Should assist in regenerative medicine
Progenitor cells - undifferentiated cells that later become specified - for all the heart's components, except for the right ventricle, have been found by Hiroshima University researchers and detailed in a paper published in Nature Communications.
It is hoped this discovery will lead to greater understanding of mechanisms employed during heart development, enable the advancement of induction systems for cardiomyocytes in the lab, and advance heart regeneration therapies.
The Heart is composed of two kinds muscle cells: working cardiomyocytes - involved in the heart's contraction contraction, and special cardiomyocytes - involved in the heart's conduction system. The heart's individual components of right, and left ventricles, atria, outflow tract, and sinus venosus all have a unique role and are composed of these defined cardiomyocytes.
Researchers need to find each specific cardiomyocyte progenitor if they are to induce required tissues in lab. The HU team, lead by Associate Professor Hiroki Kokubo, have found them, for all but one of these regions through studying expression of the Sfrp5 protein by cells in the embryonic heart.
That so much about the heart has remained a mystery until now might seem surprising. It is known that the heart is the first organ to form in the embryo and that it starts off as a crescent shape of heart primordium, composed of mesoderm, that migrates from the posterior to the anterior of embryo. This "heart crescent", containing progenitor cells, gradually differentiates in stages forming the "heart tube" - essentially a primitive single-circulation heart, like that found in fish. The heart tube in the mammalian embryo continues to elongate and loops itself to form four chambers, generating two independent circulation systems - the pulmonary, and the systemic circulation systems we are familiar with.
While it has been believed that the heart crescent forms from a single tissue source that goes on to form the entire organ, a recent study indicated that another mesodermal layer is involved - located in the medial side of the former in the cardiac crescent.
This newly found layer has been termed the second heart field (SHF). It is formed from undifferentiated splanchnic mesoderm, and later gives rise the right ventricle, outflow tract and part of atrium. What was formerly known as the cardiac crescent is thus now called the first heart field (FHF), which is already differentiated, forming the left ventricle and most of the atria. The question remains whether progenitors for this FHF exist.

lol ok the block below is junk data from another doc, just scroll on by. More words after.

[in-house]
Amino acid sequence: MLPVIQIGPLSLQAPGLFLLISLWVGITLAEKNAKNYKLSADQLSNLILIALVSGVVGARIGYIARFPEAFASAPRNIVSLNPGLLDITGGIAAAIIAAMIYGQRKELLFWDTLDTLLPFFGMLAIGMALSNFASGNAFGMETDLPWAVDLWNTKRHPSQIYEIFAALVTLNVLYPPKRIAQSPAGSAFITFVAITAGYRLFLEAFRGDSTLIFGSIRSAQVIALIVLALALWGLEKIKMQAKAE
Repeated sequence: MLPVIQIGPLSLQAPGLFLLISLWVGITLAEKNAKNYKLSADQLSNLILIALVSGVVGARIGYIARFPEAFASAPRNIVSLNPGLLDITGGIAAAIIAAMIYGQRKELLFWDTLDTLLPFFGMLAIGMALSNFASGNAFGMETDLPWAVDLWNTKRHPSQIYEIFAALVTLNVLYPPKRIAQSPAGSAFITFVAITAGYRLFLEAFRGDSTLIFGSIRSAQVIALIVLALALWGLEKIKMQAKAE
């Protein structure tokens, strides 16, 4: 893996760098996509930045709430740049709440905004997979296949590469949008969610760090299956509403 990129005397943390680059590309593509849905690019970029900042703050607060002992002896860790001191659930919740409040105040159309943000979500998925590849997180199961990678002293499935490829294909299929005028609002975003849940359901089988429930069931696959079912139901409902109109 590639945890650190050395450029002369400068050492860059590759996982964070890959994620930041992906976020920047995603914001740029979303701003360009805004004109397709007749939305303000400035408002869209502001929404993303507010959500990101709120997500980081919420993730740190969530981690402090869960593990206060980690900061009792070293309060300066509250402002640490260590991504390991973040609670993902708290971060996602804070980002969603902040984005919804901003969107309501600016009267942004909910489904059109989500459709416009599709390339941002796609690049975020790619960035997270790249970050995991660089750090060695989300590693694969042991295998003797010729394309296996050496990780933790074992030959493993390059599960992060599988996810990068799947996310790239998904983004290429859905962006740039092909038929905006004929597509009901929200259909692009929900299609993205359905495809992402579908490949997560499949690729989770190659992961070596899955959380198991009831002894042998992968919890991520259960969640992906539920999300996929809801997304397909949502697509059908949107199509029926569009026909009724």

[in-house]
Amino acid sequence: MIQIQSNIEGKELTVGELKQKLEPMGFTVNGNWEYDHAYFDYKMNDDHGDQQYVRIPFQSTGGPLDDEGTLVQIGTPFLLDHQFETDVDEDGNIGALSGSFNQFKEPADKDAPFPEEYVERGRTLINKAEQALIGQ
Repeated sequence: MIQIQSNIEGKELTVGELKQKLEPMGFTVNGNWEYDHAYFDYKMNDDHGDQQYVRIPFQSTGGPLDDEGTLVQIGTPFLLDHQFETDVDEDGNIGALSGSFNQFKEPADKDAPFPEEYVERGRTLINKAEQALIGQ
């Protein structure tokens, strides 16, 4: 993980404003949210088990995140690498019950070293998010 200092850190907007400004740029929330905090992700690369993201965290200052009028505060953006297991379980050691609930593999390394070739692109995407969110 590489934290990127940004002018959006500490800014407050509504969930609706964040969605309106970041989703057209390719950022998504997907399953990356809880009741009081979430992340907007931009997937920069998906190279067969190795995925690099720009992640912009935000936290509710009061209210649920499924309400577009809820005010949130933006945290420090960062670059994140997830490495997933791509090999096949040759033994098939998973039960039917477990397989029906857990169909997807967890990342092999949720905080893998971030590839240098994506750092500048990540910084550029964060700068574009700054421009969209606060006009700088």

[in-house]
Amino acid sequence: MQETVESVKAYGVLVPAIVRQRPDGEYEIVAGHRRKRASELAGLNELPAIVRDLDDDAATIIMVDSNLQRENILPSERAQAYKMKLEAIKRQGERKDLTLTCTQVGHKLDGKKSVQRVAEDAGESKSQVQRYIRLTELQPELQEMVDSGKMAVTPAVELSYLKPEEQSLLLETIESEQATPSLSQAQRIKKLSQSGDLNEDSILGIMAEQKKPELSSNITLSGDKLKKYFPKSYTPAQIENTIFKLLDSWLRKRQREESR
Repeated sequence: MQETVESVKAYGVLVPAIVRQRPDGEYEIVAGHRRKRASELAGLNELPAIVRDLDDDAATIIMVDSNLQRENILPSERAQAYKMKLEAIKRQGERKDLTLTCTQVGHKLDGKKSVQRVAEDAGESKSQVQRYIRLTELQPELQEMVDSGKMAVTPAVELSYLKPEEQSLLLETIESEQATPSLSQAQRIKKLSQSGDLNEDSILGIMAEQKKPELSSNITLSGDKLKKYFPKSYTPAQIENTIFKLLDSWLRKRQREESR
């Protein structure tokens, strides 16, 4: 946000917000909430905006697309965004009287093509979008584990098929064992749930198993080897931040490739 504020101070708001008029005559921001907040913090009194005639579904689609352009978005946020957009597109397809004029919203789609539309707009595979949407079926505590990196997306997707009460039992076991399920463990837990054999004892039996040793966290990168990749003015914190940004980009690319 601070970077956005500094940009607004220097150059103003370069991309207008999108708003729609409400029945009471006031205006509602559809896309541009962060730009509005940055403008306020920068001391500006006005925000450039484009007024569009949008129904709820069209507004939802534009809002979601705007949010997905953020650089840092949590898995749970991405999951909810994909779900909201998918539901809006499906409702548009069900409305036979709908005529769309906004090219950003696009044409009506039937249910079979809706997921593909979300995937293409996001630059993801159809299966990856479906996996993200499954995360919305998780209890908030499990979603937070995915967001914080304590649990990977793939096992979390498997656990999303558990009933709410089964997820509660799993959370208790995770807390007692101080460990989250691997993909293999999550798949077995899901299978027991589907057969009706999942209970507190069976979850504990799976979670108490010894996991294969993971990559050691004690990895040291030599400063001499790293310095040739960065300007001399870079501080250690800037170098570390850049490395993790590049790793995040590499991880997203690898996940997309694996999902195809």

Progenitors for special cardiomyocytes are implied to exist in the cardiac crescent through cell marking analysis - but until now no marker gene for the progenitors of special cardiomyotytes has been reported.
To address these two issues, the researchers at HU have focused on "Wnt signalling" - as this signalling is known to regulate the proliferation and differentiation of cardiomyotytes - and selected the Sfrp5 gene to investigate in detail.
The research from HU has subsequently found the progenitor cells for the FHF, which give rise to ① the left ventricle and atria, ② forms the splanchnic mesoderm, expressing the SHF marker, that goes on to become the outflow tract, and ③ which differentiates into special cardiomyotyes in the sinus venosus - but not in the right ventricle.
Sfrp5 expression was observed to begin at the lateral sides of the formerly named heart crescent, and its expression ceased in the differentiated components of the left ventricle, atria, and outflow tract, but continued in the sinus venous.
This research provides new insight into how progenitors contribute to each component of the heart during its developmental process and could contribute towards treatments for heart disease. Heart disease is a major cause of death in much of the world and when cardiomyocytes are injured - they aren't regenerated. Their death can cause serious heart failure, potentially leading to sudden death.
For this reason the HU researchers want to develop stem cell treatments, using the information gleaned from this latest research, so that tissues can be developed for transplant, and necessary progenitors grown for introduction into injured hearts. Sfrp5's observed role in inducing progenitor proliferation also has potential to be exploited.
The insight gained into the development of the sinus venous is of particular interest due to it being the location of the sinoatrial node - the body's inbuilt pacemaker.